The Nissan GT-R NISMO 400R is a justifiable JDM legend
Conventional wisdom holds that R33 Skyline GT-Rs are less desirable compared to the earlier R32 and later R34. There’s a certain logic to this thinking. The R33 (running from 1995–1998) is larger, heavier, and arguably less hardcore than the R32. The aggressive-looking, tech-packed R34 that succeeded it is much more coveted, viewed as a more finalized expression of the model lineage. But nobody should write off the R33 as a mere stepping stone from one great GT-R to the next, not least because one of the greatest-ever Skylines was cut from its cloth. Even with its additional size and heft over the R32, the R33 still managed to lap the Nürburgring in under 8 minutes—a first for a regular production car. Not content with that achievement, Nissan Motorsports International (NISMO) homologated the R33 for racing at Le Mans, although it proved only moderately competitive. This push to compete at Le Mans spawned one of the greatest JDM performance machines of all time—the NISMO 400R.
Anything from NISMO tends to have a big collector following, but the 400R is not the first Skyline to wear the NISMO name. The badge first appeared on the R31-series 1987 Skyline GTS NISMO, and then again on the R32-based 1990 Skyline GT-R NISMO. The 1990 GT-R NISMO is especially notable from its connection to Group A racing. Nissan produced 560 of these cars for homologation and competition by removing the ABS and rear wiper then adding items such as additional aero, body kit, and a set of upgraded turbochargers, though the horsepower rating would remain unchanged. That next evolution from NISMO, however, would take the base Skyline GT-R up several notches and into supercar-level performance.
Built for the late-1996 and 1997 model year, the 400R is not only the ultimate R33 GT-R, but arguably the most technologically advanced road-going Japanese sports car through the end of the millennium. When you consider the vast resources at NISMO’s disposal, stemming from its role as motorsports and in-house performance arm at Nissan, the scope of modifications and improvements to this halo of a halo car begins to make sense. Certainly a crucial element of the 400R was its upgraded RB-X GT2 engine, based on the RB26DETT lineage, but NISMO did not neglect the chassis either. In addition to a 30mm (1.8 inch) lower ride height, Bilstein dampers, and NISMO springs, the 400R added NISMO Type 2 brake pads and a unique brake master cylinder designed with a stopper to reduce fore/aft movement and thus improve pedal feel.
“As far as collectible Nissans go, for most the 400R probably falls right behind the R34 Z-Tune,” says Brian Jannusch, sales director for Toprank Importers in Cypress, California. Jannusch is responsible for importing the first 400R into the United States this fall. “To a savvy collector. It’s arguably in first place. Unlike the 400Rs, the Z-Tunes were not real production cars but R34 GT-Rs pulled from the wild and brought back in to be made into Z-Tunes. If rare production vehicles are your thing, the 400R is the one.” How rare, exactly? NISMO claims 44 produced, however 40 have been positively verified to exist by GTR-Registry.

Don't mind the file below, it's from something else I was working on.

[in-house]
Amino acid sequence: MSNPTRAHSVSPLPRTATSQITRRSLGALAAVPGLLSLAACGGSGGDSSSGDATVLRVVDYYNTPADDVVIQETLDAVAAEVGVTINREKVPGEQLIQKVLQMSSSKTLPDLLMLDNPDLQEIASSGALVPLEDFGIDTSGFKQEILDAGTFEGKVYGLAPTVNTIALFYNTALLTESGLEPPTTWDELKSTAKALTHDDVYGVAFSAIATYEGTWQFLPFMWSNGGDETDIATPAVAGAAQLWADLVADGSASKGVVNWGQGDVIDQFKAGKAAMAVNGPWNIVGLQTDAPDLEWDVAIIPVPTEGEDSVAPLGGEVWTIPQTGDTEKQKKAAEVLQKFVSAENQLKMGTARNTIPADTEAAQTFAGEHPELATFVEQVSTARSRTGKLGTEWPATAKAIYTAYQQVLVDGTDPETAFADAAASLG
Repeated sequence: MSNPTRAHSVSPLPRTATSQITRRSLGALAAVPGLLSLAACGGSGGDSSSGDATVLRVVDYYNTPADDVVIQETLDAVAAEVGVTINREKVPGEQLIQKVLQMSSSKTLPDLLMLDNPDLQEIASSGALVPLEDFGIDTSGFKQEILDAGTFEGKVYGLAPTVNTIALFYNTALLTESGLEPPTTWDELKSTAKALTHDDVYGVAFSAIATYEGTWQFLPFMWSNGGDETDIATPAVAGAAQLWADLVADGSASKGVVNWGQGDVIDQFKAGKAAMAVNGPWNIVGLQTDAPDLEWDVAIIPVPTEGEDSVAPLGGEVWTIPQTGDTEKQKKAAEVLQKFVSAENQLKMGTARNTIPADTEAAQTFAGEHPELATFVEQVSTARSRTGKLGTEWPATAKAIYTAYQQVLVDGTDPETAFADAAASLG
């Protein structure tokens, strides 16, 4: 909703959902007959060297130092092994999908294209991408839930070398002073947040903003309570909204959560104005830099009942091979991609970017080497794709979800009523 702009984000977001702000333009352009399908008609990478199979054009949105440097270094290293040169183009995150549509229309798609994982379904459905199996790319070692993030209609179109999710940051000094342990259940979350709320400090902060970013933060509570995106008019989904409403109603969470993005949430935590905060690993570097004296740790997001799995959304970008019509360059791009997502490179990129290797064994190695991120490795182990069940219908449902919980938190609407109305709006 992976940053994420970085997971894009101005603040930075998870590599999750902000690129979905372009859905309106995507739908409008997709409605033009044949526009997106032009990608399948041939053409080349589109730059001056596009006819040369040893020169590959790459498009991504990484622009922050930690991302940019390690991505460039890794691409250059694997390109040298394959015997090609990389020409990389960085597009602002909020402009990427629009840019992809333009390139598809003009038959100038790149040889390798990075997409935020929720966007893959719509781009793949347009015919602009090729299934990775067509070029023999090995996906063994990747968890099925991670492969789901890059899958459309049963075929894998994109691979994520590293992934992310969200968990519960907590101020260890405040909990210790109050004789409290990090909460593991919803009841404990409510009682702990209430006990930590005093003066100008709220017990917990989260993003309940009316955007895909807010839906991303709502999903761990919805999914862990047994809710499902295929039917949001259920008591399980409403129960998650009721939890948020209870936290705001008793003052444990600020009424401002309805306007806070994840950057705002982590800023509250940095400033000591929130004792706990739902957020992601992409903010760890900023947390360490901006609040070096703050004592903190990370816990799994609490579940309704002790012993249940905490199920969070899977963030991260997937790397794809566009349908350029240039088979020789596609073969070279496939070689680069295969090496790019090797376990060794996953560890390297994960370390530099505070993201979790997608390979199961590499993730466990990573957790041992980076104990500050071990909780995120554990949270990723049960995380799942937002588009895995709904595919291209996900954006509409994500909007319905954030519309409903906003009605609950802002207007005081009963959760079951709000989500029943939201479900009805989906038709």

At the time, Japanese sports cars adhered to a gentleman’s agreement between the major auto manufacturers to “limit” power to 276 horses. In many cases this was true only on paper, but NISMO’s 2.8-liter RB-X GT2 engine proudly produced 400 horsepower. The engine, by the way, is far more than just a “stroker” RB26. The block is reinforced, has special, forged internals and freer flowing intake and exhaust. But looking at what else was on the market in the late ’90s that made this sort of power, the list is pretty small. A Corvette ZR-1 is in the same ballpark, but you’d have to consult top-shelf offerings from Ferrari, Lamborghini, or McLaren to get much more grunt.
Speaking of those big names, the 400R has a lot more in common with supercars than you may think, at least with regard to materials technology. While use of carbon fiber is fairly common (and relatively affordable) today, in the 1990s it was exclusively used in high-end exotic and motorsport applications. Again borrowing from NISMO’s Le Mans program, the car is dripping in the stuff. The most notable beneficiary here is the carbon-fiber LM hood, but it’s CF’s use in other areas that really show how dedicated NISMO was to saving weight. The 400R’s driveshafts, made carbon fiber, save 50 percent of the weight of a steel shaft, coming in at 7.7 kilograms according to NISMO. From Jannusch’s perspective, it’s not just the material itself but the careful and precise use of it that’s most impressive; the carbon-fiber intercooler air guide, for example, fits perfectly in the space between the bumper and intercooler. NISMO wasn’t shy about using titanium, either. In fact, the high-flow exhaust (a fully dual system ahead of the muffler) is made totally of the lightweight metal, including the exhaust manifolds. The strut tower bar is made of titanium, and even the shift knob is composed of it.